No one man can have lived through the entire time of the American frontier; and any work of this kind must be in part a matter of compilation in so far as it refers to matters of the past. In all cases where practicable, however, the author has made up the records from stories of actual participants, survivors and eye-witnesses; and he is able in some measure to write of things and men personally known during twenty-five years of Western life. Captain Patrick F. Garrett, of New Mexico, central figure of the border fighting in that district in the early railroad days, has been of much service in extending the author's information on that region and time. Mr. Herbert M. Tonney, now of Illinois, tells his own story as a survivor of the typical county-seat war of Kansas, in which he was shot and left for dead. Many other men have offered valuable narratives.
In dealing with any subject of early American history, there is no authority more incontestable than Mr. Alexander Hynds, of Dandridge, Tennessee, whose acquaintance with singular and forgotten bits of early frontier history borders upon the unique in its way. Neither does better authority exist than Hon. N. P. Langford, of Minnesota, upon all matters having to do with life in the Rocky Mountain region in the decade of 1860-1870. He was an argonaut of the Rockies and a citizen of Montana and of other Western territories before the coming of the days of law. Free quotations are made from his graphic work, "Vigilante Days and Ways," which is both interesting of itself and valuable as a historical record.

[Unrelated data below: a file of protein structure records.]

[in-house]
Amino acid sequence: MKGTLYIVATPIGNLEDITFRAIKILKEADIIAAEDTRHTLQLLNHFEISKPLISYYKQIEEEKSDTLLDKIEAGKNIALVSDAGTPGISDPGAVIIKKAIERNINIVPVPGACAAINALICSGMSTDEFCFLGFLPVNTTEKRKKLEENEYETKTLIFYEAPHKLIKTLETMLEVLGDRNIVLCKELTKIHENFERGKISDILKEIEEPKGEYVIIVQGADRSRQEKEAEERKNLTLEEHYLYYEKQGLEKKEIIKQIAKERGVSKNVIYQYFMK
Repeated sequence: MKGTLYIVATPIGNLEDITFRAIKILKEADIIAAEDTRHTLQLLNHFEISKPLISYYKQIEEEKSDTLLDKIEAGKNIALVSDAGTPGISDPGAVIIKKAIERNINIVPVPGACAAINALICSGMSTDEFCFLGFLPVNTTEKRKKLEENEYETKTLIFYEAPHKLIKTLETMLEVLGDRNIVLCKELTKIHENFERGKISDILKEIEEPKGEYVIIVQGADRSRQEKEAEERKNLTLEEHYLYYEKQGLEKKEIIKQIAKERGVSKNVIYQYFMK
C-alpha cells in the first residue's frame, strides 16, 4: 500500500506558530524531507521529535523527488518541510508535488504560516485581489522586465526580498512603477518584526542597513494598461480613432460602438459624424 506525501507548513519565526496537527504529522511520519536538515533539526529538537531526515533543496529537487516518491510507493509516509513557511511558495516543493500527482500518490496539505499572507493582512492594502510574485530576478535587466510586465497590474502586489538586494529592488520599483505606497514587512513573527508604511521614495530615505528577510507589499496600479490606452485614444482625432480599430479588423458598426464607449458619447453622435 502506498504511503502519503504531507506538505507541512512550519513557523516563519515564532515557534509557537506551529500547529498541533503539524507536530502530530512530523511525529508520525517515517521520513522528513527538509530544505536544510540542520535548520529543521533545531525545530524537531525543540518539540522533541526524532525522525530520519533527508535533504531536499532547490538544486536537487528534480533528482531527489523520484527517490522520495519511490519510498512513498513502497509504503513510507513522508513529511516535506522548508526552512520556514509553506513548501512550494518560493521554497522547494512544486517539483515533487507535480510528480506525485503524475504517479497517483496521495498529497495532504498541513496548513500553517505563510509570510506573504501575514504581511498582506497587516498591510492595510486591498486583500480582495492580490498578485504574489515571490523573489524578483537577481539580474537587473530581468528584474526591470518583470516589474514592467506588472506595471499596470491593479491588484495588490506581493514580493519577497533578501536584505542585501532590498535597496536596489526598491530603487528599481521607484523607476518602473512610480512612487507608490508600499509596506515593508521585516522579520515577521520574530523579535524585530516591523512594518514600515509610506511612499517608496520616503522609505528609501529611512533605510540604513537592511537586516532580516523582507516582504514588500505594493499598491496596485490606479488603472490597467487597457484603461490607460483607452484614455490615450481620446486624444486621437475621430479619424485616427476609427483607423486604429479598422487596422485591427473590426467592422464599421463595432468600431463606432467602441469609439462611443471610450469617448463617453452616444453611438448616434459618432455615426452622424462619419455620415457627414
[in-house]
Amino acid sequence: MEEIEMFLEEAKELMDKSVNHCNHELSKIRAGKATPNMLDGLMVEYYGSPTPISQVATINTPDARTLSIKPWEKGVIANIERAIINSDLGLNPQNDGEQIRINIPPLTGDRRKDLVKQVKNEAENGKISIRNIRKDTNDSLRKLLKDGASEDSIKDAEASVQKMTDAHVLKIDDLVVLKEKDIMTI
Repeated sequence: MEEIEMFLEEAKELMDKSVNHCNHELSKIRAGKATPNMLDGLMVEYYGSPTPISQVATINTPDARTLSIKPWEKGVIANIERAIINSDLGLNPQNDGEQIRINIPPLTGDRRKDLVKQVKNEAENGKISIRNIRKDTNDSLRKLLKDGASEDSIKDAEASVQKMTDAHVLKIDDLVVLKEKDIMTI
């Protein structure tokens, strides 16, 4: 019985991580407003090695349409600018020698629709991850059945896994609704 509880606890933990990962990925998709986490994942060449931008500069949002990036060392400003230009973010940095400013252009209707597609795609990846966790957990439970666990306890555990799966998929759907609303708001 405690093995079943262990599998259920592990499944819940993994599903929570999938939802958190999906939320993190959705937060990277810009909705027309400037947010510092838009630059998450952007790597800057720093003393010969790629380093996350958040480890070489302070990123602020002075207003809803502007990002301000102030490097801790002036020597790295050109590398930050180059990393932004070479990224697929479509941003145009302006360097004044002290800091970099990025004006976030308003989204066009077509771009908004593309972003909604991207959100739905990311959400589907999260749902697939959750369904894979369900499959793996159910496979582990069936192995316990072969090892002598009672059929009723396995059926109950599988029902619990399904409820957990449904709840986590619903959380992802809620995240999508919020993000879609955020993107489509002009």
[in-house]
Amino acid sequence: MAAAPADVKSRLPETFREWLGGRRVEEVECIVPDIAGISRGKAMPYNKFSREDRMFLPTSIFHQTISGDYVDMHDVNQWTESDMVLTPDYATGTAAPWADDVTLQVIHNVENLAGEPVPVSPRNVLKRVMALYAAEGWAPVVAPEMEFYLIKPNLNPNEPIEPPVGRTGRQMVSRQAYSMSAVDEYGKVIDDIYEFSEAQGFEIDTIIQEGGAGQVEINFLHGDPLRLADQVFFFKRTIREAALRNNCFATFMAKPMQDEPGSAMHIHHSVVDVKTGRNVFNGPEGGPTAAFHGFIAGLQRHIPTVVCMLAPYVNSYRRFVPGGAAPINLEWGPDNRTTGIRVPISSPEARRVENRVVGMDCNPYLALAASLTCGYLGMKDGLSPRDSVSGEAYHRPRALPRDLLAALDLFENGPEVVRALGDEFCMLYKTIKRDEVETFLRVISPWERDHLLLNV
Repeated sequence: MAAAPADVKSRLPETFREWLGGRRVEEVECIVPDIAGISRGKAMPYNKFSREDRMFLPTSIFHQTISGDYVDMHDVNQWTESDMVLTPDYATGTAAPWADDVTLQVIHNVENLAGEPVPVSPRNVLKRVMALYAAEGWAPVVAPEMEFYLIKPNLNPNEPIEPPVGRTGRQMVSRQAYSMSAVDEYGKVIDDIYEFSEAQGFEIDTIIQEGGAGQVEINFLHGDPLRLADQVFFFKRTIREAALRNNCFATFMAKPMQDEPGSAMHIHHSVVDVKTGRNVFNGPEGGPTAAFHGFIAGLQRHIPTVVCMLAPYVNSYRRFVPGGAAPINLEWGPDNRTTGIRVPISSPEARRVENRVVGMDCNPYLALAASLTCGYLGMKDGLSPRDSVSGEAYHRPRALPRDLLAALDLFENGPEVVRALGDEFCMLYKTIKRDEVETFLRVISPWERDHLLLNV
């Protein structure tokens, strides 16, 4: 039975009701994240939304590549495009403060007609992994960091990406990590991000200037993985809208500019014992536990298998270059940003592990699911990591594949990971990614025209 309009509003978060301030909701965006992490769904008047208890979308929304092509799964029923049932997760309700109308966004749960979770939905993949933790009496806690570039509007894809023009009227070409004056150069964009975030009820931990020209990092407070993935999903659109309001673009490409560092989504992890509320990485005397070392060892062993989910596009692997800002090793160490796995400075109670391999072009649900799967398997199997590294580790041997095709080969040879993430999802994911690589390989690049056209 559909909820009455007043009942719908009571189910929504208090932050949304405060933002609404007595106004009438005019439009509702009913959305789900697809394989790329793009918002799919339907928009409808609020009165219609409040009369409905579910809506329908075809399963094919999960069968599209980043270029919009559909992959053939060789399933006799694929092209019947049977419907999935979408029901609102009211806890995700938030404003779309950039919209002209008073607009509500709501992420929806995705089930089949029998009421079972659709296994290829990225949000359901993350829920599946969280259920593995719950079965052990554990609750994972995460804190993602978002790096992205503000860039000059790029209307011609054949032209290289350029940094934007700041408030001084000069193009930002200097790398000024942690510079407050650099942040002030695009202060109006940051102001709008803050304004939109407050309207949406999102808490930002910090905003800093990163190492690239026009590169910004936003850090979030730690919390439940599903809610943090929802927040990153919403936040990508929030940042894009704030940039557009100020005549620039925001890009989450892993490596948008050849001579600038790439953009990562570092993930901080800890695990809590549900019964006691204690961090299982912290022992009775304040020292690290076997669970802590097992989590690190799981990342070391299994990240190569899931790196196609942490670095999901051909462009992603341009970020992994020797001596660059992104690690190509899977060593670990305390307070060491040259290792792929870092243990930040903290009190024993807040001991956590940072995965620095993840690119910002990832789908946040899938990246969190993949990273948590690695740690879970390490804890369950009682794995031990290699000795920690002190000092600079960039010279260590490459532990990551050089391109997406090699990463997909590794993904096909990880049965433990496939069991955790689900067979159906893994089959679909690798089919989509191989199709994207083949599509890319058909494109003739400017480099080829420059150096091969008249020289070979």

The stories of modern train-robbing bandits and outlaw gangs are taken partly from personal narratives, partly from judicial records, and partly from works frequently more sensational than accurate, and requiring much sifting and verifying in detail. Naturally, very many volumes of Western history and adventure have been consulted. Much of this labor has been one of love for the days and places concerned, which exist no longer as they once did. The total result, it is hoped, will aid in telling at least a portion of the story of the vivid and significant life of the West, and of that frontier whose van, if ever marked by human lawlessness, has, none the less, ever been led by the banner of human liberty. May that banner still wave to-day, and though blood be again the price, may it never permanently be replaced by that of license and injustice in our America.